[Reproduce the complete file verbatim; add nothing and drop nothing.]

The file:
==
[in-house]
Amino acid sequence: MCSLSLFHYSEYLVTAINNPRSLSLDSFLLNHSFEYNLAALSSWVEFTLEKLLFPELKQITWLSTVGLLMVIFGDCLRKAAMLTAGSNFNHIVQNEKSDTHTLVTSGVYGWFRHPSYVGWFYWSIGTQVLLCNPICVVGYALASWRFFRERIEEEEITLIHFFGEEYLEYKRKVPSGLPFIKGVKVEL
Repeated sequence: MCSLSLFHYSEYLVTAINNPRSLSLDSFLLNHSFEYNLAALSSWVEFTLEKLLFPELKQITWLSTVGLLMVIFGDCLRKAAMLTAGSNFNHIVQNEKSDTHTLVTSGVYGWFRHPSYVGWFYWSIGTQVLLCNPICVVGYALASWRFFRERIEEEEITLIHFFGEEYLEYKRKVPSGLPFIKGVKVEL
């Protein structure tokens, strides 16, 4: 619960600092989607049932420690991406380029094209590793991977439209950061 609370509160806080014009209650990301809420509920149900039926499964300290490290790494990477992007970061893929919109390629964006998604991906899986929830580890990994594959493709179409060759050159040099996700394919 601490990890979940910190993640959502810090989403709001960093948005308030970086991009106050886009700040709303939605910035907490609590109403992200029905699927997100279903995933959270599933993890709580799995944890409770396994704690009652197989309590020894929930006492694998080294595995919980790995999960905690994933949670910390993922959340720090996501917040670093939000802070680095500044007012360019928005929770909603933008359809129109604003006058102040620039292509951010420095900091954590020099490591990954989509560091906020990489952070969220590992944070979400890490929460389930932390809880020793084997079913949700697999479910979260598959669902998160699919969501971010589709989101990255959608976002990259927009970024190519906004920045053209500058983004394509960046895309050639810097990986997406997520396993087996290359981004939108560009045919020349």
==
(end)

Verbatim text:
[in-house]
Amino acid sequence: MCSLSLFHYSEYLVTAINNPRSLSLDSFLLNHSFEYNLAALSSWVEFTLEKLLFPELKQITWLSTVGLLMVIFGDCLRKAAMLTAGSNFNHIVQNEKSDTHTLVTSGVYGWFRHPSYVGWFYWSIGTQVLLCNPICVVGYALASWRFFRERIEEEEITLIHFFGEEYLEYKRKVPSGLPFIKGVKVEL
Repeated sequence: MCSLSLFHYSEYLVTAINNPRSLSLDSFLLNHSFEYNLAALSSWVEFTLEKLLFPELKQITWLSTVGLLMVIFGDCLRKAAMLTAGSNFNHIVQNEKSDTHTLVTSGVYGWFRHPSYVGWFYWSIGTQVLLCNPICVVGYALASWRFFRERIEEEEITLIHFFGEEYLEYKRKVPSGLPFIKGVKVEL
């Protein structure tokens, strides 16, 4: 619960600092989607049932420690991406380029094209590793991977439209950061 609370509160806080014009209650990301809420509920149900039926499964300290490290790494990477992007970061893929919109390629964006998604991906899986929830580890990994594959493709179409060759050159040099996700394919 601490990890979940910190993640959502810090989403709001960093948005308030970086991009106050886009700040709303939605910035907490609590109403992200029905699927997100279903995933959270599933993890709580799995944890409770396994704690009652197989309590020894929930006492694998080294595995919980790995999960905690994933949670910390993922959340720090996501917040670093939000802070680095500044007012360019928005929770909603933008359809129109604003006058102040620039292509951010420095900091954590020099490591990954989509560091906020990489952070969220590992944070979400890490929460389930932390809880020793084997079913949700697999479910979260598959669902998160699919969501971010589709989101990255959608976002990259927009970024190519906004920045053209500058983004394509960046895309050639810097990986997406997520396993087996290359981004939108560009045919020349």